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Grape Jelly

Get some delicious jelly in your belly when you make this smooth and appetizing Grape Jelly! It's easier than you think!

Grape Jelly

Grape Jelly

As someone who loves to keep healthy snacks around, any day is a good day to make some jelly! Not only is jelly delicious, but you get to savor the taste of freshly picked fruit from your home garden.

When you find yourself blessed with a hefty harvest of grapes, whipping up some Grape Jelly is the way to go! Making a batch of Grape Jelly is easy, delightful, and you can have this smooth, gelatinous treat not just as a snack, but also as a healthy way to start your day.

Personally, I prefer using Concord grapes for Grape Jelly because this variety combines a sweet-tangy taste, leading to a unique musky flavor that’s delectably aromatic. Catching a whiff of its scent is enough to satisfy your appetite! Concord grapes slip right off the skin, too, and their naturally gelatinous texture is perfect for making Grape Jelly. Wild grapes also work absolutely well for this recipe since they’re great for juicing and freeze nicely.

Don’t fret too much if you haven’t got Concord or wild grapes as any type of grape will be just as delicious. That’s actually the best part about making Grape Jelly; you’re sure to get a wonderful batch regardless of the grape variety you use.

When trying out this recipe, it pays to have a candy thermometer on hand. It’s a helpful little tool that you can use to achieve just the right temperature when boiling the grapes until their jellified form sheets off the spoon. Of course, a handful of cute jars — don’t forget to sterilize them! — for your Grape Jelly will make this treat even more appetizing. If you end up making some extra, it’ll be easy to share your refreshing Grape Jelly with friends and family!

Grape Jelly

Grape Jelly

Get some delicious jelly in your belly when you make this smooth and appetizing Grape Jelly! It’s easier than you think!

  • Author: Norann Oleson
  • Prep Time: 10 minutes
  • Additional Time: 12 hours 10 minutes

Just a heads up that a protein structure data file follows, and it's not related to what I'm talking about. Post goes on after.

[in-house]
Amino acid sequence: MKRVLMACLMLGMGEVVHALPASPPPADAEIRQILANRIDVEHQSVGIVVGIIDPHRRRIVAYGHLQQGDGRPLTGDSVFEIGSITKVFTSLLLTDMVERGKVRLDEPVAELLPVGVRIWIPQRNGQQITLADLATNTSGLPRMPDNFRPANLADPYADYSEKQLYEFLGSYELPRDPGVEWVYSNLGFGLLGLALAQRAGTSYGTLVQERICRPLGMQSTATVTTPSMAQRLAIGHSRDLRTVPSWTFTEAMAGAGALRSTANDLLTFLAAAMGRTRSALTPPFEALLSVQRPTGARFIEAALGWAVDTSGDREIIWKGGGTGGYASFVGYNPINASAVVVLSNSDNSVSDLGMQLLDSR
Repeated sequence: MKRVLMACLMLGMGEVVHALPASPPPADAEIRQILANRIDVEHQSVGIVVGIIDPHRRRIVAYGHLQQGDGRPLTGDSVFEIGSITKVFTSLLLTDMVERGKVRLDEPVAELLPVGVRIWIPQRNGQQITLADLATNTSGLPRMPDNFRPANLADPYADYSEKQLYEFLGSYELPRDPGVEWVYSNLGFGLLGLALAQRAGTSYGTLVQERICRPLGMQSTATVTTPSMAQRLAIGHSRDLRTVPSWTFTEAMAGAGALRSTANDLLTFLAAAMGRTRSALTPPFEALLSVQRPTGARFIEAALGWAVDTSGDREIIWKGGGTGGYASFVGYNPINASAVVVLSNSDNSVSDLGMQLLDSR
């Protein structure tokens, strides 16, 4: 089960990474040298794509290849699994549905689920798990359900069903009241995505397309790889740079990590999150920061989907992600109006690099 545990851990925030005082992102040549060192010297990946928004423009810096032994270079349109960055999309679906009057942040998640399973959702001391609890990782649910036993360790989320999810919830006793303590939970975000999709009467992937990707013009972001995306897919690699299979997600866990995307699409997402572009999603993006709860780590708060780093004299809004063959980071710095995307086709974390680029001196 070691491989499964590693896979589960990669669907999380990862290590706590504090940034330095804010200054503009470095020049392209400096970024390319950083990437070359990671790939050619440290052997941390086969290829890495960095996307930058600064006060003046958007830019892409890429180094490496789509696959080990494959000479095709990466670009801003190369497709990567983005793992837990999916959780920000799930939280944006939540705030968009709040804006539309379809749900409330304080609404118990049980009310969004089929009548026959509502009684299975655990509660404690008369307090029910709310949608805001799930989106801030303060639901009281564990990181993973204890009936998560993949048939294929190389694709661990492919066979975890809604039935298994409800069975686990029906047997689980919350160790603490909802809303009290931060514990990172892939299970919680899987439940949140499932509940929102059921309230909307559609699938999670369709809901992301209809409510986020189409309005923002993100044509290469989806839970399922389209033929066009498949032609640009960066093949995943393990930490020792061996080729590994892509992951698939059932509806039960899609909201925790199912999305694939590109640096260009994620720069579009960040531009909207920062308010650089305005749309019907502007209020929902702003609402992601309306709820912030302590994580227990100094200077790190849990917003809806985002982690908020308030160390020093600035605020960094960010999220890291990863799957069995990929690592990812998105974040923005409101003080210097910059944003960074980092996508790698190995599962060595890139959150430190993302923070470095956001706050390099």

• Cook Time: 25 minutes
  • Total Time: 12 hours 45 minutes
  • Yield: Makes about 4 pints 1x
  • Category: Breakfast


  • Grapes for juice
  • 3/4 cup sugar for every cup of grape juice
  • Optional: 2 tablespoons lemon juice


  1. Wash and de-stem the grapes. Put into a heavy-bottom saucepan, mash down, and cook slowly for about 10 minutes, until the juice flows freely. Water may be added a little at a time if necessary to prevent scorching or sticking.
  2. Strain through a jelly bag, strainer, or cheesecloth. Leave the strained juice overnight in the refrigerator to allow the white crystals that sometimes form to settle. In the morning, pour off the juice carefully, discarding the sediment, if any, at the bottom.
  3. Measure out 4 cups (leave the rest for another batch). Heat the sugar in a double boiler; with 4 cups of juice, you’ll need 3 cups of sugar. Bring the juice to a full rolling boil, then add the heated sugar and bring the mixture back to a full rolling boil.
  4. Boil quickly, stirring, until the candy thermometer reads 8 degrees above the boiling point (about 220 degrees F) or until the jelly sheets off the spoon (“sheeting” happens when the jelly separates from the spoon in sheet formations). Skim and pour into hot, sterilized jars. Process in a hot water bath for 5 minutes


  • The jelly needs to be cooked until it’s fairly thick so make sure you cook it long enough. You can add 2 tablespoons of lemon juice to the batch while it’s coming up to temperature.

Have you tried this recipe? It’s so easy and delicious—please tell us how it turned out for you.

What’s the most popular fruit in the world? If you guessed oranges, apples, or bananas, you’d be wrong—it’s the fabulous grape! Because of its many uses (hello, wine!) and the number of countries that can grow grapes, the world totals some 72 million tons of grapes grown annually. In the Great Grapes Gardening Guide, you’ll learn everything you need to grow this versatile fruit.

    • Norann O.

      A pound of grapes will usually yield 2 to 2 1/2 cups of juice when cooked down. The beauty of this simple recipe is that it can really be customized to whatever amount of grapes you harvest or have on hand.

      Back when I was living in Massachusetts I had a very prolific little grape arbor that would usually produce 30 to 40 pounds of grapes each year. I usually ended up making about 80 jars of jelly (8oz mason jars) each year. I would pick and process and make a whole weekend out of it – exhausting but so worth it. Now my jelly-making is a lot more scaled back and I typically work with just a few pounds of grapes at a time.

      Good luck and let us know how your jelly turns out.


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